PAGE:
Originally created 01/17/04

Bonds lower as stock market is up slightly

NEW YORK -- Bond prices were lower Friday as the stock market made modest gains on news of mixed economic data.

The price of the benchmark 10-year Treasury note fell 7/16 point, or $4.38 per $1,000 in face value. Its yield rose to 4.02 percent from 3.97 percent Thursday.

The 30-year Treasury bond fell 7/16 point to yield 4.88 percent, from 4.86 percent a day earlier, according to Moneyline Telerate. Bond prices and yields move in opposite directions.

The bonds markets closed at 2 p.m. on Friday ahead of the Martin Luther King holiday on Monday.

In mid-afternoon trading, the Dow Jones industrial average was up 25 points, or 0.1 percent, at 10,578.

Broader stock indicators were higher. The Standard & Poor's 500 index up 6 points, or 0.5 percent, at 1,138, and the Nasdaq composite index was up 27 points, or 1.3 percent, at 2,136.

The modest gains followed conflicting economic data.

Consumer confidence rose to its highest level in three years in mid-January, according to the University of Michigan's index. In addition, businesses increased their inventories by a modest 0.3 percent in November, a sign of restrained confidence in the economic recovery. However, the government announced industrial production was up only 0.1 percent in December, much lower than the 0.5 percent anticipated by Wall Street and the 1 percent growth recorded in November.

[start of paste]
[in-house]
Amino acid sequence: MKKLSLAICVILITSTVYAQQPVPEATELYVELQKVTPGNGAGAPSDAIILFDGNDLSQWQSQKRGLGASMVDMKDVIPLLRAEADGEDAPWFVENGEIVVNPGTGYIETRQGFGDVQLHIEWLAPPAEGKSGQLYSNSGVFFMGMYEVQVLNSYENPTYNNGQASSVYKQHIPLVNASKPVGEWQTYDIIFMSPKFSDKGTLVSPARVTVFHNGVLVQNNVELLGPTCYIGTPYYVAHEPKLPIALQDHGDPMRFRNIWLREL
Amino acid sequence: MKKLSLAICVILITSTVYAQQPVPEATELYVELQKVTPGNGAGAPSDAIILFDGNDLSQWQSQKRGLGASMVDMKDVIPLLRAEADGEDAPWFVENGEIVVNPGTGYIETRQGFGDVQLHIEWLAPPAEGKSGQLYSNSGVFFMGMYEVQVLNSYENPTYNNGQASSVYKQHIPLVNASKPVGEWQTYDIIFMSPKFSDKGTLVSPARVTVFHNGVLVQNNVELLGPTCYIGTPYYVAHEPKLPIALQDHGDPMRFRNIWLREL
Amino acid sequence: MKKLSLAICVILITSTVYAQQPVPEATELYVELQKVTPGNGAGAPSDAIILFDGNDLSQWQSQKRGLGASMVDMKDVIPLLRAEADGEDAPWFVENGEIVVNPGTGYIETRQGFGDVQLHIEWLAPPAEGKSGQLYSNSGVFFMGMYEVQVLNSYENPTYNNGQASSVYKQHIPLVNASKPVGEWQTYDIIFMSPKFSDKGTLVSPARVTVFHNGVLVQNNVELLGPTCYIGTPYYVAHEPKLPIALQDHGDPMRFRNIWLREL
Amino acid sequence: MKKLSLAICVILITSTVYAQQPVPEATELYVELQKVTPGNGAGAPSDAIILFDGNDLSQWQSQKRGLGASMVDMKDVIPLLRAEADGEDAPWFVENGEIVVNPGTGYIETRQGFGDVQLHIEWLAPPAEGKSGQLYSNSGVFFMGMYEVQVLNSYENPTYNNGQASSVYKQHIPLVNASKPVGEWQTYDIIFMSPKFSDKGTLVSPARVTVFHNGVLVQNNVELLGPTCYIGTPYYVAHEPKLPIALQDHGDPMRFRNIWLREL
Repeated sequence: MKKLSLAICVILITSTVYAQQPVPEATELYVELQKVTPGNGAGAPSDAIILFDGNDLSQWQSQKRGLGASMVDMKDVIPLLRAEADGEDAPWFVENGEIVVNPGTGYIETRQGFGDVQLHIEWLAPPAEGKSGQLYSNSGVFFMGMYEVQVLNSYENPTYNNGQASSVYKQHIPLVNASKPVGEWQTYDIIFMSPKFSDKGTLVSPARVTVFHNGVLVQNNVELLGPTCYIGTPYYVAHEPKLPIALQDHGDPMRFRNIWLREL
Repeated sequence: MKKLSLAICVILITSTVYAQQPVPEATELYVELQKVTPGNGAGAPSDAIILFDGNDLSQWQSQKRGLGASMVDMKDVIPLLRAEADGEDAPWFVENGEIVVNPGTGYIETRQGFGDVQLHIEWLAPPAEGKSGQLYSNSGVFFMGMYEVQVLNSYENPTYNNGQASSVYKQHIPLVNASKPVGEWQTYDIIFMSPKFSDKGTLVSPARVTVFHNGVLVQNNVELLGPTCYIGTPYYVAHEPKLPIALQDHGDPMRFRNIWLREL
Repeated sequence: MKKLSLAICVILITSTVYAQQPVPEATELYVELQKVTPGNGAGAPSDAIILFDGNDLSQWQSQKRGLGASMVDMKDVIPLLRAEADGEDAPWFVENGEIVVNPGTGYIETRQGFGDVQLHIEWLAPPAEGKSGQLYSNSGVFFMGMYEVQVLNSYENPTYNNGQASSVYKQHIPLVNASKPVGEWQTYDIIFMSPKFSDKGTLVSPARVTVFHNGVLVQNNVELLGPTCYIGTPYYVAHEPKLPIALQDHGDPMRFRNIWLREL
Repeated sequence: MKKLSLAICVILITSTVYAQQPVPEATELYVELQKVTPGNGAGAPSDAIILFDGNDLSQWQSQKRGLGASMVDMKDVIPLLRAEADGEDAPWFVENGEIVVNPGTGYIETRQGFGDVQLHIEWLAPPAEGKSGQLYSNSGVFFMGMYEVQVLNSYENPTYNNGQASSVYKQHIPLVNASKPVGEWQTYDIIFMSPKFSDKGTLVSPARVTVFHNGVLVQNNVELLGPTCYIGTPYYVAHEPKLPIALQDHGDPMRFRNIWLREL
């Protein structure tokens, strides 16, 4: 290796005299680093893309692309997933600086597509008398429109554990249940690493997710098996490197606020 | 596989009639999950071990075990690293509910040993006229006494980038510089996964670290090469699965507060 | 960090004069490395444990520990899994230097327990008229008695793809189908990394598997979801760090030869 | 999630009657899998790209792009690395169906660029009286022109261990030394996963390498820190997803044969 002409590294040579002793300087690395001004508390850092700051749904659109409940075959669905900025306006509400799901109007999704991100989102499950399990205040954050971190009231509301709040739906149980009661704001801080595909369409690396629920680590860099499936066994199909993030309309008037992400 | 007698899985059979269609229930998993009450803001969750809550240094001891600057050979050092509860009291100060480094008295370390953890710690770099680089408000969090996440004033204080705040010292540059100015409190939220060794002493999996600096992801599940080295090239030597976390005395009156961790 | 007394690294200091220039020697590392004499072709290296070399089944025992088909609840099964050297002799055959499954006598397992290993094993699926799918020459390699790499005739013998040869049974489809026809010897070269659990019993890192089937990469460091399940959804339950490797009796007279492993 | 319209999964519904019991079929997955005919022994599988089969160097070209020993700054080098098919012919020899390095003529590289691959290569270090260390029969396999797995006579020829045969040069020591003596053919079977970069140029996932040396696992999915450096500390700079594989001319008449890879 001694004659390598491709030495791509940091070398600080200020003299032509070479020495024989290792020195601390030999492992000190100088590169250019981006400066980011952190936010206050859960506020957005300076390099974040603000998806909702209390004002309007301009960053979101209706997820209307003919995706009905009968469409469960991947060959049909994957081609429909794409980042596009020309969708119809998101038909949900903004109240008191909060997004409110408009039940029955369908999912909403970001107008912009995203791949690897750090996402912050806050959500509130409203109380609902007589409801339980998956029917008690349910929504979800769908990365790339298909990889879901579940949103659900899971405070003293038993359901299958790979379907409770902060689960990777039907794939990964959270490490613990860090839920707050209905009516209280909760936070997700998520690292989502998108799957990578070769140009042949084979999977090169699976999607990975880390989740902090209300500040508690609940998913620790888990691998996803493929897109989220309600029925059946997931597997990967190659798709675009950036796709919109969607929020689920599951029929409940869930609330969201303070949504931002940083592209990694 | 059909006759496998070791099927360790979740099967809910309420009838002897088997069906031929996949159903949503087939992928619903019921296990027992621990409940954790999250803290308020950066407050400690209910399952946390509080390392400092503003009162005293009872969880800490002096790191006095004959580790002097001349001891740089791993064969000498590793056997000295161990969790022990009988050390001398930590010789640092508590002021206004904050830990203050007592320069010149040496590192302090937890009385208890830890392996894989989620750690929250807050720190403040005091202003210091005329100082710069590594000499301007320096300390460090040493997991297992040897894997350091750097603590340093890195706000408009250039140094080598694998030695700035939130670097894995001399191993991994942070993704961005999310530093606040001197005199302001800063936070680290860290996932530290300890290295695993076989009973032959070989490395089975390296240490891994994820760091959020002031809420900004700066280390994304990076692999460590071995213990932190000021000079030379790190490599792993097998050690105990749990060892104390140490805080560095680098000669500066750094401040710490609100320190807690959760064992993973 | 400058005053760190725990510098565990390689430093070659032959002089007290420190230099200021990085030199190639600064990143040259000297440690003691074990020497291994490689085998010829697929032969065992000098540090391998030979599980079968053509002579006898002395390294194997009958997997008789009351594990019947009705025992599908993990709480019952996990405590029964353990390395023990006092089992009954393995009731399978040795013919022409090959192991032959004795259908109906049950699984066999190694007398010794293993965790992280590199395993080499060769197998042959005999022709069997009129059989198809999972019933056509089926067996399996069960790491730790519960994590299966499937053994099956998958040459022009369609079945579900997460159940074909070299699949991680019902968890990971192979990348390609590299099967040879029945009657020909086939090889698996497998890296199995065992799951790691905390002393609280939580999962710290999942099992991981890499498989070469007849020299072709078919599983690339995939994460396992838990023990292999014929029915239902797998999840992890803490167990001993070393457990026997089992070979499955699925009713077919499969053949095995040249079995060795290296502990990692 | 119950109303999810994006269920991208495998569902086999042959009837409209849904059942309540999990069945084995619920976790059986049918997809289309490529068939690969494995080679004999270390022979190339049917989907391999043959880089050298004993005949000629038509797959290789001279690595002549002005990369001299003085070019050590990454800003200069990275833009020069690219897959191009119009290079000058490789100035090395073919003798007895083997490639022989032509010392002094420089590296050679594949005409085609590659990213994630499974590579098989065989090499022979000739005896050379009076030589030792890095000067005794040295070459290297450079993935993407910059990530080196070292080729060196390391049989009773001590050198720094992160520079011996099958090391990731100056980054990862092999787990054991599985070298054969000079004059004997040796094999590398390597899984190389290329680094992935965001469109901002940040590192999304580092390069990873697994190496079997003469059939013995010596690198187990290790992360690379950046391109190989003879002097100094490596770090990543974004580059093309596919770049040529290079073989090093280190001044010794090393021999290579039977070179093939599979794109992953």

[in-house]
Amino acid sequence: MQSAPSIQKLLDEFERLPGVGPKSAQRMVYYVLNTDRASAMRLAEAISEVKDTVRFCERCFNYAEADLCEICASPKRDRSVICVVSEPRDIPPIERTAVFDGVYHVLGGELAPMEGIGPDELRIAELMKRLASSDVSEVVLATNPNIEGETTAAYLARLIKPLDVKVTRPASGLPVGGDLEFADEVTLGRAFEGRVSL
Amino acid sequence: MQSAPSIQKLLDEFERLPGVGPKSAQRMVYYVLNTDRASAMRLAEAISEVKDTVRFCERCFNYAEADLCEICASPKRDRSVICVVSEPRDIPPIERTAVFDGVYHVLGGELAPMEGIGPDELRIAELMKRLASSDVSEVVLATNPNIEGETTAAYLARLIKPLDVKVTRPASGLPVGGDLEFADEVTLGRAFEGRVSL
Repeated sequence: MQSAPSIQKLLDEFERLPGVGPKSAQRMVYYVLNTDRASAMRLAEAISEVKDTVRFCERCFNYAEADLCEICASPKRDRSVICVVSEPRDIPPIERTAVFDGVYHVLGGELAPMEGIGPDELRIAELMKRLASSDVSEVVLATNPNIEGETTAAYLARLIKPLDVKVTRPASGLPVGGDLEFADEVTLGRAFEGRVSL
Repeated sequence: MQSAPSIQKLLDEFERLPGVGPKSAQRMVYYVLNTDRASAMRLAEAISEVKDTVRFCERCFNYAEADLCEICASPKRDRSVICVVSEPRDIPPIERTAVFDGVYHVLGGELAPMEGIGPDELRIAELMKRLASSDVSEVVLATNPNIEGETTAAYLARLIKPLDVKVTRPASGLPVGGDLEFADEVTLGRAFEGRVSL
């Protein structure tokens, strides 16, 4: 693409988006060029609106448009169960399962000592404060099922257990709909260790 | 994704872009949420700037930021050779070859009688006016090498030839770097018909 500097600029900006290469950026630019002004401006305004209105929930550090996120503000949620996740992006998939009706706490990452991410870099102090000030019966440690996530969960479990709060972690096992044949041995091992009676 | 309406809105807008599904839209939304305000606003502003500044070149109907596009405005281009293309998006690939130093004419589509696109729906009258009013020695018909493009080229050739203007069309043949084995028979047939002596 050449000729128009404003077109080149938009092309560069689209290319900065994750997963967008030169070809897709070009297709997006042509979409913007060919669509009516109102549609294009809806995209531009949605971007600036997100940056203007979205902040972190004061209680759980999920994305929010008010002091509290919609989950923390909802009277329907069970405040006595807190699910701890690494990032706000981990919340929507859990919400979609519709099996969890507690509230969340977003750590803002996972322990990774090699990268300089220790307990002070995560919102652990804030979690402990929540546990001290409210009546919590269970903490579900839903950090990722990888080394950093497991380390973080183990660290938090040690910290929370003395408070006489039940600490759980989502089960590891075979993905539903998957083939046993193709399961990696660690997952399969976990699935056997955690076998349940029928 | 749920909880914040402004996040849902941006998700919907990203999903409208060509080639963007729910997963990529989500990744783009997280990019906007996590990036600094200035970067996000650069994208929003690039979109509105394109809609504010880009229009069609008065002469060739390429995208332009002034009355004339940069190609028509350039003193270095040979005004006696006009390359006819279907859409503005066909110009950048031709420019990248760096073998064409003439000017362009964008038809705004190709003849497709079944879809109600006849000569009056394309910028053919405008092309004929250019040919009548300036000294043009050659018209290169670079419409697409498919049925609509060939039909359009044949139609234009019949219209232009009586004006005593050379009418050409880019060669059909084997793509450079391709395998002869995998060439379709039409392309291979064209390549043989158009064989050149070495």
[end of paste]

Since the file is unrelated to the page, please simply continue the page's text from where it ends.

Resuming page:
In other trading, the benchmark 2-year note fell 1/16 point, yielding 1.67 percent, up from 1.64 percent on Thursday. Intermediate maturities fell between 5/16 point and 13/32 point.

Yields on one-month Treasury bills were 0.79 percent as the discount fell 0.03 percentage point to 0.77 percent. Yields on three-month Treasury bills were 0.88 percent as the discount increased 0.01 percentage point to 0.86 percent. Six-month yields were 0.96 percent, as the discount increased 0.01 percentage point to 0.94 percent.

Yields are the interest bonds pay by maturity, while the discount is the interest at which they are sold.

The federal funds rate, the interest on overnight loans between banks, fell to 1.0 percent on Friday, from 1.06 percent Thursday.


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